Cabela’s offers in-store pickup for guns bought online

August 29, 2016 03:38 PM

Cabela’s Inc. on Monday became the largest online retailer to sell guns online. 

The sporting goods retailer, No. 61 in the Internet Retailer 2016 Top 500 Guide, on Monday began selling handguns and long guns on Customers can have the order shipped to a Cabela’s store where they can pick it up for free after going through the proper screening process. Previously, consumers could purchase ammunition online as long as it complied with the laws of the state to which it was being shipped, but could only purchase firearms in a store.  

Cabela’s is one of six online retailers in the Internet Retailer Top 1000 that feature a distinct “Add to Cart” option for purchasing guns online. The other online merchants that enable shoppers to buy guns online are (No. 178), Gander Mountain (No. 213), Mack’s Prairie Wings (No. 527), Academy Sports + Outdoors (No. 762) and Farwest Sports (No. 834). .

The buy online, pickup in-store service “gives Cabela’s customers access to the company’s online selection of new handguns and long guns, and ensures better firearms availability, while enhancing a seamless customer experience,” the retailer said in a release announcing the program. Cabela’s did not immediately return a request for comment regarding the policy change.

Other large retailers such as Wal-Mart Stores Inc. (No. 4) and Bass Pro (No. 109) sell firearms in certain stores but stop short of giving website visitors the option of purchasing online. “Wal-Mart has never sold firearms online and has no plans to in the future,” says a Wal-Mart spokesman who declined to comment further on the retailer’s policy.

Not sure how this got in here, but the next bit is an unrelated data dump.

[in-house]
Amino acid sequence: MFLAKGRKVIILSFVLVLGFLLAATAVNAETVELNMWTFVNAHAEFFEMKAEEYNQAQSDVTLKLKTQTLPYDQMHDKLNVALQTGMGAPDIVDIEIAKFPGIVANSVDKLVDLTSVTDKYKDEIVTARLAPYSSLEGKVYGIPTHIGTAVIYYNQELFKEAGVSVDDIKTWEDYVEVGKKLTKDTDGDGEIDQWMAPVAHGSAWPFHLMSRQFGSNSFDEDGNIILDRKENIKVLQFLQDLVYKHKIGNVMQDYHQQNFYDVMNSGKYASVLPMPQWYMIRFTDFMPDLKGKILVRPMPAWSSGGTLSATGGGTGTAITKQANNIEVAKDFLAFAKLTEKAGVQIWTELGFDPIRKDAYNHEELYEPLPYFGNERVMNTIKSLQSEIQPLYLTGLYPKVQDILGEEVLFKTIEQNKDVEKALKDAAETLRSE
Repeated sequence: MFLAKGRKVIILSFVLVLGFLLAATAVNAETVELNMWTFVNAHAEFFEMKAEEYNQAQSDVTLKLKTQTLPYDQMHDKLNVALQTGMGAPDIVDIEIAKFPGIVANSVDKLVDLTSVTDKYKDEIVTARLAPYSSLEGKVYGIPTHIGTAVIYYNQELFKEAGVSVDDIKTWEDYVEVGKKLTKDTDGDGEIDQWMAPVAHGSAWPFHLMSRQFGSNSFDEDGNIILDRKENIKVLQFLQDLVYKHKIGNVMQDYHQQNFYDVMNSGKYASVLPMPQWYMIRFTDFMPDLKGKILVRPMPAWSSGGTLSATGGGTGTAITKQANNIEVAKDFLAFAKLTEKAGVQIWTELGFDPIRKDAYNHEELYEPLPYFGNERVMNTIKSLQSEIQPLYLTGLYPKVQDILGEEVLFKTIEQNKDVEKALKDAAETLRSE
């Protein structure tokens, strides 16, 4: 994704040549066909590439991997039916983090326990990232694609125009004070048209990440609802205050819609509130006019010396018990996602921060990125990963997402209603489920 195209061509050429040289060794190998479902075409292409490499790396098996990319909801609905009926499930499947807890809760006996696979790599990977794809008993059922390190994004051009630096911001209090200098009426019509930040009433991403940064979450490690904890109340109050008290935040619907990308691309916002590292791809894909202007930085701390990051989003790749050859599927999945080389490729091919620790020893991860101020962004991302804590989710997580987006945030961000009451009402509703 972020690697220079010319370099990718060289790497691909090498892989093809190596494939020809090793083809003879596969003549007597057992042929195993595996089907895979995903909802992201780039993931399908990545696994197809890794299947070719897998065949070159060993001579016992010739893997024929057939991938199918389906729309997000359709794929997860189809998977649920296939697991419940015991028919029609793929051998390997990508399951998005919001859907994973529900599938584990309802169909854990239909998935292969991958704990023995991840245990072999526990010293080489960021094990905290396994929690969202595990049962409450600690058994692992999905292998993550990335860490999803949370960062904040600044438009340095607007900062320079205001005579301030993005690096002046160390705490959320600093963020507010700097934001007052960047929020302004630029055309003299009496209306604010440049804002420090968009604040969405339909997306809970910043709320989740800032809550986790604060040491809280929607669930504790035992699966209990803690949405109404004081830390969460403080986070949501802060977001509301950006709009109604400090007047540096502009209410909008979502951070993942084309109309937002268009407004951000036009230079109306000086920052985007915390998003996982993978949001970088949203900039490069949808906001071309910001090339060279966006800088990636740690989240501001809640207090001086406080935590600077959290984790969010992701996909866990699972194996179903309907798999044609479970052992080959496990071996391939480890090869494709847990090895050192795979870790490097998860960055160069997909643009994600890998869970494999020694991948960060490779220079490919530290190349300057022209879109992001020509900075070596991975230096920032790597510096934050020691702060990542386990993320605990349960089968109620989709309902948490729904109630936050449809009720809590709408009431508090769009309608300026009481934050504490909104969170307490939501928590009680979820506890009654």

Online gun purchases from retailers are legal provided the seller and buyer meet federal requirements. All sales must be processed through a Federal Firearms License Dealer (FFL dealer), which is a registered dealer that the Bureau of Alcohol, Tobacco, Firearms and Explosives (ATF) reviewed, investigated and approved.

It is the FFL dealer’s responsibility to follow local, state and federal laws when facilitating the transaction of a firearm. These responsibilities include filing the Firearms Transaction Record Form 4473 for the customer who is attempting to purchase the gun, which includes all pertinent information for a background check as required by the state in which the purchase is being made. The FFL dealer then submits Form 4473 to the National Instant Criminal Background Check System (NICS) for review and the sale is final once the background check is completed. If the background check is not completed within three business days, the FFL dealer has the option to complete the sale without a background check in what is called a “default proceed” but is under no obligation to do so. Background-check laws and gun ownership requirements vary by state. As of July, there were more than 141,000 registered Federal Firearms License dealers in the U.S.

Consumers who buy guns from online retailers cannot have the firearm shipped directly to a residential address or a P.O. Box. Certain retail chains, such as Cabela’s, require customers to include their ZIP code of residence and choose the store location closest to their home where their sale is processed. Others, such as, take a different approach by listing external FFL dealers by state. The buyer selects a dealer in his state of residence and the retailer ships the firearm to that location. The FFL dealer completes the checks required by local, state and federal laws and notifies the retailer when the sale has been completed or denied.

The Federal Bureau of Investigation received more than 28,700,000 firearm-sale background-check requests between July 2015 and July 2016, according to data from the NICS. It is unclear how many of those requests originated from online sales.

Transactions that occur via and other retailers’ sites are not part of the so-called “gun show loophole,” which extends online. That loophole enables private hobbyists and others to sell guns without a dealer’s license in many states. A consumer can then purchase a gun online from someone online who does not have or need a license—via a peer-to-peer listing websites and auction sites where buyers and sellers can meet and negotiate a price—because the buyer does not need to undergo a background check in most states.




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